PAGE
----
A two-part prison reform measure, originally suggested by liberals but also, surprisingly, backed by conservatives, is on the table. There is only one thing standing in the way. White House “reefer madness” mentality.
Lawmakers are afraid that insisting on both points of their proposal will end up costing them the one part they are virtually guaranteed.
Attorney General Jeff Sessions and President Trump won’t agree to “reduced sentences for nonviolent drug offenders.” They are adamant in their puritanical insistence that drugs are not “recreation.”
The head of the Justice Department doubled down on justifying his hysterical cannabis crack-down at a Heritage Foundation speech.
While appearing at a conservative think tank event celebrating the life of Ronald Reagan, famous for ramping up “America’s War on Drugs,” Sessions made some bold remarks.
“We don’t think illegal drug use is ‘recreation.’”
“Lax enforcement, permissive rhetoric, and the media have undermined the essential need to say no to drug use.”
“Don’t start. That’s what President Trump said to us the other day in a meeting. What did Nancy Reagan say? Just say no. Don’t start this stuff.”
The administration is fully behind the proposals “to ease re-entry for prisoners,” contained in the first part of the plan but the call for reducing sentences is a deal breaker for the White House.
Both sides of the aisle slugged it out and came up with solutions all could agree on in 2015. This week, the Senate Judiciary Committee spent some time bringing those suggestions together and getting them up to date.
With Charles E. Grassley (R-Iowa) at the helm, the committee has hammered together a long overdue compromise prison reform bill Thursday that both sides are happy with.
Chairman Grassley scheduled the bill for “markup” next week. That is what congressional committees call it when they debate, amend, and rewrite proposed laws.
The hard work has already been done and the measure is expected to clear out of the committee into general Senate debate with no difficulty.
Supporters are certain that the legislation would “would pass the Senate with a bipartisan supermajority if brought to the floor” and would be seen as a huge victory for the Senate. Even the advocacy groups can get behind the bill.
Mitch McConnell (R-Kentucky), the Senate Majority Leader, shelved the previous edition of the proposal “because of opposition to the sentencing section from law enforcement groups and some Republican senators,” John Cornyn (R-Texas) mentioned in Thursday’s hearing.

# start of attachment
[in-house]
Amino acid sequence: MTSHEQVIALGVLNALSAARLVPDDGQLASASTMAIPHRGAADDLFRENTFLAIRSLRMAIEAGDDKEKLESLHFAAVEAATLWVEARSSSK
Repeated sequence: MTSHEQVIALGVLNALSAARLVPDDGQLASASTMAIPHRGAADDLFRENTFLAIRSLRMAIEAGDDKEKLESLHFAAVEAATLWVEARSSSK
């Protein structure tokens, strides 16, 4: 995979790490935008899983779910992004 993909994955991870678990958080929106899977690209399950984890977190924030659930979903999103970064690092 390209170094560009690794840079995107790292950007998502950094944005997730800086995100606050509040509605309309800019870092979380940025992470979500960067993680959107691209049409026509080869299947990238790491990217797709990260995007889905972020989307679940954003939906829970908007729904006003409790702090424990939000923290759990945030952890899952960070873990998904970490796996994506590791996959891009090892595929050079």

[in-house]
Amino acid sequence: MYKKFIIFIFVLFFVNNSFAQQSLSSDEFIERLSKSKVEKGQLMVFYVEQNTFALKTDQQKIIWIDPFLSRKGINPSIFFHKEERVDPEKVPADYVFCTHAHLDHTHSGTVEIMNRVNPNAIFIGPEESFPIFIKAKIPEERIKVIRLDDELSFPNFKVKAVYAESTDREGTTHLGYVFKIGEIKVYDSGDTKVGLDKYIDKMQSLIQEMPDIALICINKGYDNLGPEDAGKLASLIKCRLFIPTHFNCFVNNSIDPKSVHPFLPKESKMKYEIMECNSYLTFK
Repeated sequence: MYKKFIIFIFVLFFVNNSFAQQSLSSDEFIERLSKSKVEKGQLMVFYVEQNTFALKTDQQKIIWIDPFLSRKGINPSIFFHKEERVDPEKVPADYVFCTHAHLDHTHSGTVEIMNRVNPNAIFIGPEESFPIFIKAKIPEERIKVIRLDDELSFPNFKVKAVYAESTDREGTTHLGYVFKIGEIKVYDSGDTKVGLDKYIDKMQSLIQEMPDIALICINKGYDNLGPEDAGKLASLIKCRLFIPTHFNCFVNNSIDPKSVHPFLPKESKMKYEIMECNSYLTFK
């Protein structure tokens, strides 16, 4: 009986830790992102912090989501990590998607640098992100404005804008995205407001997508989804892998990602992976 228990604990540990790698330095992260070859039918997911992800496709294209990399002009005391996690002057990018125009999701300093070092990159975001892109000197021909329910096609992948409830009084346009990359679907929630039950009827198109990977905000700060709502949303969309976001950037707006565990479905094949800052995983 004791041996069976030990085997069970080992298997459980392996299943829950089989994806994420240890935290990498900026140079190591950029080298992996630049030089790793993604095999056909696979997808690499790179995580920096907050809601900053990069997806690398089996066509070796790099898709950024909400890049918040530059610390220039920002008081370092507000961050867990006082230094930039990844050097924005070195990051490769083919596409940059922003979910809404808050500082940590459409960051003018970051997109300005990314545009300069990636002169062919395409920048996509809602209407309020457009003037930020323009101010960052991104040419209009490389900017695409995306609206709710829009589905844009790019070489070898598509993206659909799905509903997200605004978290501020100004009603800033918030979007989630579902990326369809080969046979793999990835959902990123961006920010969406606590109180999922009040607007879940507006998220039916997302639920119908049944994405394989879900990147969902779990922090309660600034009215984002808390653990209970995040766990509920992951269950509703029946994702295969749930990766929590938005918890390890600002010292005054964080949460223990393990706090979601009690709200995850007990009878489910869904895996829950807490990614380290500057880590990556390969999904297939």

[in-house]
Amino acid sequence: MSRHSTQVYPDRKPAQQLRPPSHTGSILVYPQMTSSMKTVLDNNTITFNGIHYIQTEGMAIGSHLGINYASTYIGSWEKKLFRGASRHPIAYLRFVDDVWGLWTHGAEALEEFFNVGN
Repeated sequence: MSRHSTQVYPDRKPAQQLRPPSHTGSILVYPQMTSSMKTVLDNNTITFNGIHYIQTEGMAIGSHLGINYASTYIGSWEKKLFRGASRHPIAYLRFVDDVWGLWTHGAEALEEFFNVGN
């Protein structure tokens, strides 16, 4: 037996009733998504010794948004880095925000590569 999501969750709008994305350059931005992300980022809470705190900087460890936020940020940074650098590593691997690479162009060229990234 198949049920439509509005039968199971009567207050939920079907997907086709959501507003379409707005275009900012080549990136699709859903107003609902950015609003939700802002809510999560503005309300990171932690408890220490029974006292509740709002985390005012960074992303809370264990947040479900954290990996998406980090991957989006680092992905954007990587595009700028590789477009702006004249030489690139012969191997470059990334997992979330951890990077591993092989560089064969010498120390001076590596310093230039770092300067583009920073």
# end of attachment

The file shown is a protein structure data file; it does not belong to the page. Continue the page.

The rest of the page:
The Majority Whip doesn’t “see a path forward this year” either for the full version of the deal and is ready to hang it up again already.
Cornyn is afraid they will come up empty-handed. “I know we all tried to work together on this and it just didn’t work out.”
“I’m worried that if we just revisit the Sentencing Reform and Corrections Act, which failed during the Obama administration, given this change in the new administration and its views on the sentencing reform component of it, we’re going to have nothing to show for our efforts.”
Instead, Cornyn said the committee’s best opportunity to move a criminal justice bill would be stripped down legislation.
A solution co-sponsored by Cornyn with Senator Mike Lee (R-Utah) and Senator Sheldon Whitehouse (D-Rhode Island) focuses on the prisoner transition to work and independence provisions. Cornyn suggests using it to get the ball rolling, then “building on that as we can” through floor amendments.
Once in a debate on the Senate floor, changes to include sentencing provisions could be tacked on.
Chairman Grassley prefers unifying around the combined package bill. He feels it would be the best way to get both the sentencing and the prison provisions that everyone on the committee is determined to have.
“It’s a matter of process and around here nothing gets done unless it’s bipartisan,” Grassley said. “I don’t often agree with Sen. Durbin, but we put together a bill that we worked on really hard and we think it’s the only way of advancing both bills.”
There was a lot of concern that strip and amend later tactics would only be a big circle detour back to the same place, “if the prison bill gets to the floor and then a supermajority of senators add the sentencing portion back in with an amendment.”
The stealthy tactic could easily backfire too. Senator Grassley pointed out that individual senators may try to block the underlying reform deal if they knew the sentencing amendment was tied to it with a string.
“That’s what we face,” Grassley noted. “There are some people around here [who] are just a little bit afraid of what you call an Assistant U.S. Attorneys Association and they’re stopping everything from being done that is so successful in the other states. When people are willing to stand up to those leaders of the Senate, we’ll get something done in both areas.”